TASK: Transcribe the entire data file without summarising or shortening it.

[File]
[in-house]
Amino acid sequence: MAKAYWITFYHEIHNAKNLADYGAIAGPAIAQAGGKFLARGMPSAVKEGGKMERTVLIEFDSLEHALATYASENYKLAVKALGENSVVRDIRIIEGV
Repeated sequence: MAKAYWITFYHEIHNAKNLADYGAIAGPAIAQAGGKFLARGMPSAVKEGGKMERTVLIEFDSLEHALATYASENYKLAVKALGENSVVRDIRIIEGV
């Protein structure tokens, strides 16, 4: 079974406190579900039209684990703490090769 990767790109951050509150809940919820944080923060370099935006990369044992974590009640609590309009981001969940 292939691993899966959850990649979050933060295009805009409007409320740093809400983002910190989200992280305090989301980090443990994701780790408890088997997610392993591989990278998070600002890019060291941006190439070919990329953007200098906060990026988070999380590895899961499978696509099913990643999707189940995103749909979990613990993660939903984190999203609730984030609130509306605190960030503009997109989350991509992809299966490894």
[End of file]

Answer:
[in-house]
Amino acid sequence: MAKAYWITFYHEIHNAKNLADYGAIAGPAIAQAGGKFLARGMPSAVKEGGKMERTVLIEFDSLEHALATYASENYKLAVKALGENSVVRDIRIIEGV
Repeated sequence: MAKAYWITFYHEIHNAKNLADYGAIAGPAIAQAGGKFLARGMPSAVKEGGKMERTVLIEFDSLEHALATYASENYKLAVKALGENSVVRDIRIIEGV
């Protein structure tokens, strides 16, 4: 079974406190579900039209684990703490090769 990767790109951050509150809940919820944080923060370099935006990369044992974590009640609590309009981001969940 292939691993899966959850990649979050933060295009805009409007409320740093809400983002910190989200992280305090989301980090443990994701780790408890088997997610392993591989990278998070600002890019060291941006190439070919990329953007200098906060990026988070999380590895899961499978696509099913990643999707189940995103749909979990613990993660939903984190999203609730984030609130509306605190960030503009997109989350991509992809299966490894």